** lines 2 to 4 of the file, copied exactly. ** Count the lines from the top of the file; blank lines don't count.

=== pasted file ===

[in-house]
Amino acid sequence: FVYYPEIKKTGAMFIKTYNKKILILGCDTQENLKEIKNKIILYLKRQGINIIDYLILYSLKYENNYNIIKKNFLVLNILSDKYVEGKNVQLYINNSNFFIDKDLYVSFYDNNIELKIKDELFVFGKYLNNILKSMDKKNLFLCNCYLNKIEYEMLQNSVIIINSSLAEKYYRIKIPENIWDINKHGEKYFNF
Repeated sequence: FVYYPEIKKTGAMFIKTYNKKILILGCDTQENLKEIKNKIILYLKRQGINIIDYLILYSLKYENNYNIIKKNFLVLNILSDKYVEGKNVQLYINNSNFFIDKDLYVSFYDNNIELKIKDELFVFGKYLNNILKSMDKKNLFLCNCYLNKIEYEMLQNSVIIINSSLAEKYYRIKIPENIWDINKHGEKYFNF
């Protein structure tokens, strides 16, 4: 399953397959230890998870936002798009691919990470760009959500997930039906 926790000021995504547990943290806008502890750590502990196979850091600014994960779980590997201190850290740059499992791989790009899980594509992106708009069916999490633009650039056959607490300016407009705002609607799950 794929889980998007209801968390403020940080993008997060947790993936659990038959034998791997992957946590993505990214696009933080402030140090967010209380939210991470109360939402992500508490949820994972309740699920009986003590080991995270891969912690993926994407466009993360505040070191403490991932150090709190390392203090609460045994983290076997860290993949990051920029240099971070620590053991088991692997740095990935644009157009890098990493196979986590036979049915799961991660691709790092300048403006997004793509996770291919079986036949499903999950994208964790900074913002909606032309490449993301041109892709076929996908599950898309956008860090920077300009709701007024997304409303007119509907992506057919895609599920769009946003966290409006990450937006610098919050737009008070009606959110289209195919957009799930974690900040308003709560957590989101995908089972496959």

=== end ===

Amino acid sequence: FVYYPEIKKTGAMFIKTYNKKILILGCDTQENLKEIKNKIILYLKRQGINIIDYLILYSLKYENNYNIIKKNFLVLNILSDKYVEGKNVQLYINNSNFFIDKDLYVSFYDNNIELKIKDELFVFGKYLNNILKSMDKKNLFLCNCYLNKIEYEMLQNSVIIINSSLAEKYYRIKIPENIWDINKHGEKYFNF
Repeated sequence: FVYYPEIKKTGAMFIKTYNKKILILGCDTQENLKEIKNKIILYLKRQGINIIDYLILYSLKYENNYNIIKKNFLVLNILSDKYVEGKNVQLYINNSNFFIDKDLYVSFYDNNIELKIKDELFVFGKYLNNILKSMDKKNLFLCNCYLNKIEYEMLQNSVIIINSSLAEKYYRIKIPENIWDINKHGEKYFNF
């Protein structure tokens, strides 16, 4: 399953397959230890998870936002798009691919990470760009959500997930039906 926790000021995504547990943290806008502890750590502990196979850091600014994960779980590997201190850290740059499992791989790009899980594509992106708009069916999490633009650039056959607490300016407009705002609607799950 794929889980998007209801968390403020940080993008997060947790993936659990038959034998791997992957946590993505990214696009933080402030140090967010209380939210991470109360939402992500508490949820994972309740699920009986003590080991995270891969912690993926994407466009993360505040070191403490991932150090709190390392203090609460045994983290076997860290993949990051920029240099971070620590053991088991692997740095990935644009157009890098990493196979986590036979049915799961991660691709790092300048403006997004793509996770291919079986036949499903999950994208964790900074913002909606032309490449993301041109892709076929996908599950898309956008860090920077300009709701007024997304409303007119509907992506057919895609599920769009946003966290409006990450937006610098919050737009008070009606959110289209195919957009799930974690900040308003709560957590989101995908089972496959």